This is Day 1 of my outreach week challenge : what are Monte Carlo samples and why do we need them? Learn how to use simulated data to hunt for new particles.

Gambling in physics?

Let’s get the obvious pun out of the way and focus on the science. No, it’s not about that Monte Carlo… Where would you rather be?..

Rather than gambling, physicists are often interested interested in working out probabilities, and relying on the Law of large numbers to see them realised (or not) in nature. Take for instance the example of tossing a coin : if the coin is “fair”, then the probability of getting heads is 50%. So is the probability of getting tails, by the way. What does that tell us about the outcome of a single coin toss? Not much…

The underlying idea of classical mechanics is that of determinism : given a set of physical laws (the dynamics of a coin flipping through the air as it moves up and down), and an exact knowledge of the initial conditions (how you flipped the coin), the outcome of that coin toss is in theory computable. The only problem is that it is way too complicated! Too many variables, known with too little precision, come into play; the deterministic character of the physical system is lost behind a veil of uncertainties and errors.

But, were you to repeat that coin toss in roughly similar conditions (again, the experiment is clearly not perfect), these errors and unkowns would average out as you repeat your tosses. That’s how the Law of large numbers saves the day : with enough statistics, you approach the true probabilistic distribution. That is, although you might very well get three tails in a row at first, over a hundred or a thousand tosses you should observe about half of them to be heads and half of them to be tails (if not, you’d conclude there’s something wrong with your probabilites, i.e. with your modelling of the coin).

The case for randomness

This is a very simple example, yet one that has far-reaching consequences. Take the case of particle physics. In the so-called Standard Model of particle physics we have a vast number of free parameters, complicated mathematics and quantum oddities that render the concept of one-off observations completely irrelevant (in fact, quantum mechanics does away with the notion of determinism, but that’s another story entirely). We still need to be able to work out predictions of our model and compare them with data - coming up with sophisticated approaches of simulating reality is therefore crucial, and that’s where Monte Carlo methods come in.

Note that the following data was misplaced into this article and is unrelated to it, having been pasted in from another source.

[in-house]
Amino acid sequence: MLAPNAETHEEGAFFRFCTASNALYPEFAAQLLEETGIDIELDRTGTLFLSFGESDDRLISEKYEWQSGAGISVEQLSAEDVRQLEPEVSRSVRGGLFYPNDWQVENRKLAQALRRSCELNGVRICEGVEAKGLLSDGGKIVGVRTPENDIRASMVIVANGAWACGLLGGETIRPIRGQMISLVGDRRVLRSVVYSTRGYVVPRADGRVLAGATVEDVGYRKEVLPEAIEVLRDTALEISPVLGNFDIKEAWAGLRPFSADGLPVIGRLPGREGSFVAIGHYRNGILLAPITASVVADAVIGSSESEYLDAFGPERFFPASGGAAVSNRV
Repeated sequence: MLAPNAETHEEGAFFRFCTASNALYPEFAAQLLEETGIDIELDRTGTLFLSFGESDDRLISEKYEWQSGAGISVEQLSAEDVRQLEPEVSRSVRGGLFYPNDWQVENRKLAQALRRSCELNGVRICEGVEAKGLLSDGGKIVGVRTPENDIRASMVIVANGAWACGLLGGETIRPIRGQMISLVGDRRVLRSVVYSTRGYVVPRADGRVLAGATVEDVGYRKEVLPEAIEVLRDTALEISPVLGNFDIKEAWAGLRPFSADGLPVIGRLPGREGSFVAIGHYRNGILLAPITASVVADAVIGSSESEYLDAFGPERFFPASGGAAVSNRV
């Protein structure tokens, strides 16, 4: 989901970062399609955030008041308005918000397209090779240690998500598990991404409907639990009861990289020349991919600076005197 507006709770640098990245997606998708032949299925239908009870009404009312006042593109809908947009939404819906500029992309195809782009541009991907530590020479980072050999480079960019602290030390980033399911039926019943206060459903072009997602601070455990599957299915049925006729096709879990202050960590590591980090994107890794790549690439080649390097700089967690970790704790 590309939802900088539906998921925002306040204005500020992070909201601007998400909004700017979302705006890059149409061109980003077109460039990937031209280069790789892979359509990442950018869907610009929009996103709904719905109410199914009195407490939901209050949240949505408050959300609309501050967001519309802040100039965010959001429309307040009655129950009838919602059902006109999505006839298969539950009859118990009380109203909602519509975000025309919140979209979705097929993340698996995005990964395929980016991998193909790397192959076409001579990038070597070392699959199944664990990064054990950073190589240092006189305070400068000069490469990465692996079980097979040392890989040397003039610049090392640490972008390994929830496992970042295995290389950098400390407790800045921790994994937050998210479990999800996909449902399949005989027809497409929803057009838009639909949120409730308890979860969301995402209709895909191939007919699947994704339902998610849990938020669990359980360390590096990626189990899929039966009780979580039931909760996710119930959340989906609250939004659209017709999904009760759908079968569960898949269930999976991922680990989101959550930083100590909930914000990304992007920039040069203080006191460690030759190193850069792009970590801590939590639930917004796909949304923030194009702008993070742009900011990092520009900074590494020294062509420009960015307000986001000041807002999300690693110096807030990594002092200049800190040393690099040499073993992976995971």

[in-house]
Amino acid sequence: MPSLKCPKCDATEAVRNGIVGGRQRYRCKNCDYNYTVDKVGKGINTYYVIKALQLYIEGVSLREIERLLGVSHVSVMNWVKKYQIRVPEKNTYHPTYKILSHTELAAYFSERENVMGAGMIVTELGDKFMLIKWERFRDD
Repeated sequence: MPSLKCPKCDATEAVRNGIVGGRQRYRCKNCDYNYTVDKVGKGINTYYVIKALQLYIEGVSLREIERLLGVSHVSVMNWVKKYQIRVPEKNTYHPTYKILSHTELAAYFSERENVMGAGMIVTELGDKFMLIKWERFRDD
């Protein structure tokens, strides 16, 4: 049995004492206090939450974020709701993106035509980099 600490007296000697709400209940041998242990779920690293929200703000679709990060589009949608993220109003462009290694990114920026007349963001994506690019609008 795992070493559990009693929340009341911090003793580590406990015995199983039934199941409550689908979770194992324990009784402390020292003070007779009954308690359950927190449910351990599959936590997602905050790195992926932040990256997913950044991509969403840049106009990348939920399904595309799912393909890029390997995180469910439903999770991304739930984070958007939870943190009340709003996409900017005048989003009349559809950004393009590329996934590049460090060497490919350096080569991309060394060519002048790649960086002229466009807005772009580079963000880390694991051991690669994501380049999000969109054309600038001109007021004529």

These techniques rely on two core principles : parameterized ignorance, and randomness. The latter is quite straightforward and simply consists in generating random numbers, something we now how to do quite well in computer science; by checking, via the first principle, whether or not they meet some condition, and by repeating the process many times, we can approximate the probability that is the prediction of our model. Indeed, it is often the case that computing these probabilities by hand (i.e. figuring out the 50-50 heads/tails distribution in a coin toss) is either really hard or downright impossible - you have to thank the concept of infinite series for that…

So what’s this “parameterized ignorance” about? It’s simply recognizing that, although we can’t predict a single outcome of a physical process, we have some idea of what might be going on. Take the example of the Higgs boson (to which I’ll come back in a bit) : we don’t observe it directly, rather we detect the lighter particles it decays to. Problem 1 : it doesn’t decay to just one set of particles. The first probability we have to work with is what the final state we observe is. Problem 2 : we don’t know in advance what the properties of these particles are going to be (in particular their energies and velocities). Although we know that taken all together, they must give some total amount of energy, say, we have no idea how this quota is divided amongst the daughter particles. Problem 3 : all this can be influenced by how specifically the Higgs boson decayed, and that added uncertainty (or probability) messes up with all the above.

You might think it’s a downright mess - but sprinkle a little Monte Carlo fairy dust over it all, and things start falling in place nicely. Example.

Rice pi(e)

Draw a one-by-one square on the floor. Inside that square, draw a perfect circle that is tangent to it. Now throw grains of rice at random over the floor, and get this : by counting how many grains fall within the circle, you can estimate $\pi$.

How? Well, there’s a one-to-one correspondence between the surface area of the square (or the circle) and how many (same sized) grains of rice can fit in. That’s what the whole concept of area is about. We know, quite precisely, that the area of the square is $A_{\square}=1^2=1$ and that of the circle is $A_{\bigcirc}=\pi\times \frac{1}{2}^2=\pi/4$. How much is $\pi$ is our parameterized ignorance here. Although we know what the formula is, we’re still unsure (or pretending to be) about how exactly it is realized in nature.